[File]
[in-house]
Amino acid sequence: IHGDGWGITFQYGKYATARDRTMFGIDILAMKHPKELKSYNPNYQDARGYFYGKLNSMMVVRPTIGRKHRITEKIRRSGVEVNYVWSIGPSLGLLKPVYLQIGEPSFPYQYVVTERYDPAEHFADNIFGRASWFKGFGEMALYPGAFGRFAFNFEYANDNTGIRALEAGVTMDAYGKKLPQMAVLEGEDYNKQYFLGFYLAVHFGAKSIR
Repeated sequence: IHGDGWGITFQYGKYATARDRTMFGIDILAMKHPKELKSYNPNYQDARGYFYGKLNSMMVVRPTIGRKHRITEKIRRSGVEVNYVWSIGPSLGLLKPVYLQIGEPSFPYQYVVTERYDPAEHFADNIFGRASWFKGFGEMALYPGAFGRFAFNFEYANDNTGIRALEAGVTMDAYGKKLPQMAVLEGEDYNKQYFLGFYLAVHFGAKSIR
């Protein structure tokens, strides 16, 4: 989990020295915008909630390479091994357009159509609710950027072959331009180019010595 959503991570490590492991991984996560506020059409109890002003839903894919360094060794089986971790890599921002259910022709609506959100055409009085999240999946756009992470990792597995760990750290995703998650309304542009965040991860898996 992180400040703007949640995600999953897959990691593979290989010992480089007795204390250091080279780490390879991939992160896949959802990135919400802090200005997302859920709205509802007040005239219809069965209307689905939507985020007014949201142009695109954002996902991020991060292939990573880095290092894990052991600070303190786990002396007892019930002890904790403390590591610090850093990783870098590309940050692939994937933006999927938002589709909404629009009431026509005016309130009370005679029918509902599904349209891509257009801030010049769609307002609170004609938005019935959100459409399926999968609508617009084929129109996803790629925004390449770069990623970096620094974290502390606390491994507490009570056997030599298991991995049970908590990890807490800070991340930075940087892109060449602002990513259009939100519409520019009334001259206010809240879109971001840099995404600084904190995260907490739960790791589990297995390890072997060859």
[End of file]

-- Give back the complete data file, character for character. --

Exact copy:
[in-house]
Amino acid sequence: IHGDGWGITFQYGKYATARDRTMFGIDILAMKHPKELKSYNPNYQDARGYFYGKLNSMMVVRPTIGRKHRITEKIRRSGVEVNYVWSIGPSLGLLKPVYLQIGEPSFPYQYVVTERYDPAEHFADNIFGRASWFKGFGEMALYPGAFGRFAFNFEYANDNTGIRALEAGVTMDAYGKKLPQMAVLEGEDYNKQYFLGFYLAVHFGAKSIR
Repeated sequence: IHGDGWGITFQYGKYATARDRTMFGIDILAMKHPKELKSYNPNYQDARGYFYGKLNSMMVVRPTIGRKHRITEKIRRSGVEVNYVWSIGPSLGLLKPVYLQIGEPSFPYQYVVTERYDPAEHFADNIFGRASWFKGFGEMALYPGAFGRFAFNFEYANDNTGIRALEAGVTMDAYGKKLPQMAVLEGEDYNKQYFLGFYLAVHFGAKSIR
């Protein structure tokens, strides 16, 4: 989990020295915008909630390479091994357009159509609710950027072959331009180019010595 959503991570490590492991991984996560506020059409109890002003839903894919360094060794089986971790890599921002259910022709609506959100055409009085999240999946756009992470990792597995760990750290995703998650309304542009965040991860898996 992180400040703007949640995600999953897959990691593979290989010992480089007795204390250091080279780490390879991939992160896949959802990135919400802090200005997302859920709205509802007040005239219809069965209307689905939507985020007014949201142009695109954002996902991020991060292939990573880095290092894990052991600070303190786990002396007892019930002890904790403390590591610090850093990783870098590309940050692939994937933006999927938002589709909404629009009431026509005016309130009370005679029918509902599904349209891509257009801030010049769609307002609170004609938005019935959100459409399926999968609508617009084929129109996803790629925004390449770069990623970096620094974290502390606390491994507490009570056997030599298991991995049970908590990890807490800070991340930075940087892109060449602002990513259009939100519409520019009334001259206010809240879109971001840099995404600084904190995260907490739960790791589990297995390890072997060859």